The prestigious Harvard Law Review has elected its first black woman president in its 130-year history.
ImeIme Umana, 24, a daughter of Nigerian immigrants, has been voted president by the Law Review's 92 student editors.
The first black man to be elected president was Barack Obama 27 years ago, while it has been 41 years since the first woman, Susan Estrich, was elected.
Ms Umana said she now dreams to become a public defender, after work experience in the public defender's office in the Bronx, New York.
“A lot of the clients I worked with that summer and since have looked a lot like me,” she told The New York Times. “They are disproportionately represented on the unfortunate end of the legal system, so it struck a little closer to home.”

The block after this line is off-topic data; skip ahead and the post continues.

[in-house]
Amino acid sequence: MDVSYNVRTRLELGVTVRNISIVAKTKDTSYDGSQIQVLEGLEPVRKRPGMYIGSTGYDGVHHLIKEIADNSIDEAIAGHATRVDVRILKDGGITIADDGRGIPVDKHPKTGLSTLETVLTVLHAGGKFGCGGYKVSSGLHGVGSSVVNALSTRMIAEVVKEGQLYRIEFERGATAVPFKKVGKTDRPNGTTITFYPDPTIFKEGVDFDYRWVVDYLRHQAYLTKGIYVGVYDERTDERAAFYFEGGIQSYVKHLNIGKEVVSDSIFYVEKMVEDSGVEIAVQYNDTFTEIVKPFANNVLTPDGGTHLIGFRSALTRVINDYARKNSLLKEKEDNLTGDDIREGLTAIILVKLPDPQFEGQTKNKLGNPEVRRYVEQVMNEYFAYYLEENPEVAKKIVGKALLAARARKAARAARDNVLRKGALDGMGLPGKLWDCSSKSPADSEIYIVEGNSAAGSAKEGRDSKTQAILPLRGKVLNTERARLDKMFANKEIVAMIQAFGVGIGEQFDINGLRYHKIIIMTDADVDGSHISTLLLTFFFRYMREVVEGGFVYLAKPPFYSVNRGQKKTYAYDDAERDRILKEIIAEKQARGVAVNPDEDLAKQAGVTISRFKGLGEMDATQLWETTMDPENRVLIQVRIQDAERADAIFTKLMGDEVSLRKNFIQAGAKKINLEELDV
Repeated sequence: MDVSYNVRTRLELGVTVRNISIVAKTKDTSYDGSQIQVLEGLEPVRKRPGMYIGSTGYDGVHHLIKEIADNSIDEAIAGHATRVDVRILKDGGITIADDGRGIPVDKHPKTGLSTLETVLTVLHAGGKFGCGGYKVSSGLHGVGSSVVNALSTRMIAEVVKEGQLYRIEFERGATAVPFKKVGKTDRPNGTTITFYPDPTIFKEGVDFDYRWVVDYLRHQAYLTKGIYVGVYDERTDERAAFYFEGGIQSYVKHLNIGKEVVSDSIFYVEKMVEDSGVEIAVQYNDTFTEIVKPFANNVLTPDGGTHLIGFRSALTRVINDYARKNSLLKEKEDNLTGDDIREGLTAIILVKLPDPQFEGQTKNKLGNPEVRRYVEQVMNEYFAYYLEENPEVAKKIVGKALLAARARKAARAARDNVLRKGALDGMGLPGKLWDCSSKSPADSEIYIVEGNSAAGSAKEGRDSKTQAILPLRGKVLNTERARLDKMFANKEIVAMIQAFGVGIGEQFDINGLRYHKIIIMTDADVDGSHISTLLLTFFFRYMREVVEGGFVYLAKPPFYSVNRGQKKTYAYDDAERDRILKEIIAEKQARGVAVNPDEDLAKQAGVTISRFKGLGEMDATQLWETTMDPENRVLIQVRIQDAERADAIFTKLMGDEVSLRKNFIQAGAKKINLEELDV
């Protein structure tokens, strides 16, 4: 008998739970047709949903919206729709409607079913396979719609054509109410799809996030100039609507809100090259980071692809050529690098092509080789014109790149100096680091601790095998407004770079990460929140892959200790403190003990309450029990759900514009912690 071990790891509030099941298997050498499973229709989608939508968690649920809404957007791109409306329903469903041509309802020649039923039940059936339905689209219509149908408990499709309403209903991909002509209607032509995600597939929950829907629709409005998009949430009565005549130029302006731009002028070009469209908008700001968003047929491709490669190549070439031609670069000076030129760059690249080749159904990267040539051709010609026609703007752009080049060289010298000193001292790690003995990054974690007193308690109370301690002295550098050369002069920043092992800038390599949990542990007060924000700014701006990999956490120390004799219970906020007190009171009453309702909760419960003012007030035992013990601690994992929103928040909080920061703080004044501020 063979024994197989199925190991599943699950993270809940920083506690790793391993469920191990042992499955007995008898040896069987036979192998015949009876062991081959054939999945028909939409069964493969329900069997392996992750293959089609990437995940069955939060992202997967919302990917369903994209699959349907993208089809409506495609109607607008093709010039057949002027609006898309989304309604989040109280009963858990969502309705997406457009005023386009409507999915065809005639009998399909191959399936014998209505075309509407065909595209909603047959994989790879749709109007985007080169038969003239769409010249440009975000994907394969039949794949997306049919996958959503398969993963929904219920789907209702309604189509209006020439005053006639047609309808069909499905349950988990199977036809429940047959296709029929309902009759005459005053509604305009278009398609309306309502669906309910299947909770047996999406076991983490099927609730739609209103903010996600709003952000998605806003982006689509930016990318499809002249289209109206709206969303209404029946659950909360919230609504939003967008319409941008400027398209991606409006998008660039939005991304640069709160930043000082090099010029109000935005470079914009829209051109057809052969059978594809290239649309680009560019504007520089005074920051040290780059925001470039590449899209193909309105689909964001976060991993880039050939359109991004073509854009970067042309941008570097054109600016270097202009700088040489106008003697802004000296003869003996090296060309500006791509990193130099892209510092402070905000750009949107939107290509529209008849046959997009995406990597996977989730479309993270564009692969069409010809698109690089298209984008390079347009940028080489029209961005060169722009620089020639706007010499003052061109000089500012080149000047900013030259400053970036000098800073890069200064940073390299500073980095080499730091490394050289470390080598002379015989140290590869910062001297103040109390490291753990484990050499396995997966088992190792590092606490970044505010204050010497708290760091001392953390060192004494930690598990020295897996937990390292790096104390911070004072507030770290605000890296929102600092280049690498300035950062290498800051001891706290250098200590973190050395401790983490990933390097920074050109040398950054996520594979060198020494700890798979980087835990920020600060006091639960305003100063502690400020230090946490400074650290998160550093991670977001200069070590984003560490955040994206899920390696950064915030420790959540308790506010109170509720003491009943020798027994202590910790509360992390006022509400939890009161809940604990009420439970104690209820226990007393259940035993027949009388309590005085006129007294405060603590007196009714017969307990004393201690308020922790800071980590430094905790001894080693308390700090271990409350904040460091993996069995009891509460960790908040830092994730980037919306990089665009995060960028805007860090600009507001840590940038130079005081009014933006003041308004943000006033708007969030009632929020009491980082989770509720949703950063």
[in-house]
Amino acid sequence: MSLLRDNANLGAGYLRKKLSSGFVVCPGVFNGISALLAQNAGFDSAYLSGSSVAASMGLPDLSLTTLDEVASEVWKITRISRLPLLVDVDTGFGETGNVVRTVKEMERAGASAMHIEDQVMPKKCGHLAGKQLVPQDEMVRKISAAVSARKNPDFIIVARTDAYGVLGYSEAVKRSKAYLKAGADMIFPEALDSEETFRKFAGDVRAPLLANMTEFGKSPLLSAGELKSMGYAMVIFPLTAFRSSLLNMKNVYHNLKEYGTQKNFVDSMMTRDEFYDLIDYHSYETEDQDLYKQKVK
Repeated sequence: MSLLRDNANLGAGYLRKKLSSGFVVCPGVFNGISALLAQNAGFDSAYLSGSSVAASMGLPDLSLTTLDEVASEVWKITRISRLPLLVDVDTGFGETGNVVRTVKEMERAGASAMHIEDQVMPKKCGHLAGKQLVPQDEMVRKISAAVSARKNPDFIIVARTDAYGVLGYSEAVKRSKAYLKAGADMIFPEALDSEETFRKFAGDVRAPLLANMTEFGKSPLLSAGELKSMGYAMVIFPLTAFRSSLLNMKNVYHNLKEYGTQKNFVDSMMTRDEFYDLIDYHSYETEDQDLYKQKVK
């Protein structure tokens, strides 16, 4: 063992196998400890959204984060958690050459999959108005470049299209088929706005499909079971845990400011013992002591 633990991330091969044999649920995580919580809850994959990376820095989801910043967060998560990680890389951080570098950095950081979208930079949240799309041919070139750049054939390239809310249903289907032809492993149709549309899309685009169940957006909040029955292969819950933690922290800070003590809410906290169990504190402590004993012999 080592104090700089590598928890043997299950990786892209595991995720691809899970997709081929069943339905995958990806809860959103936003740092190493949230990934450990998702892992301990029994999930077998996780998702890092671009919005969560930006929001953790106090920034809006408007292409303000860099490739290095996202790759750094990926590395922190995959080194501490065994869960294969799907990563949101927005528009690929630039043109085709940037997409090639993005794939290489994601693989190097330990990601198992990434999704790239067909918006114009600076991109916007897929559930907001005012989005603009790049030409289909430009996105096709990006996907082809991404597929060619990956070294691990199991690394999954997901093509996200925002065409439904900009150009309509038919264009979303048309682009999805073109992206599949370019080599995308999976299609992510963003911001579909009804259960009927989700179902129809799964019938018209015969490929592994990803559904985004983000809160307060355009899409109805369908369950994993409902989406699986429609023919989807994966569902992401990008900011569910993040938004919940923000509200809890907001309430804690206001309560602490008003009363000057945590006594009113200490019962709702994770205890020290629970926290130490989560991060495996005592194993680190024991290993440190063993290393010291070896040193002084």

Although the Law Review has been criticised in the past for a lack of diversity on its editorial board, it now has the most diverse class of editors in its history.
Of the over 90 editors, 46 per cent are women, while 41 per cent are students of colour, according to The Crimson.
In an interview with the student newspaper, Ms Umana said: "The descriptive stats of the Review haven’t historically been inclusive and so that may signal to some people that it’s not an inclusive place, because it didn’t have an inclusive membership.
"One of the best ways to signal inclusion is to, in fact, diversify the membership."
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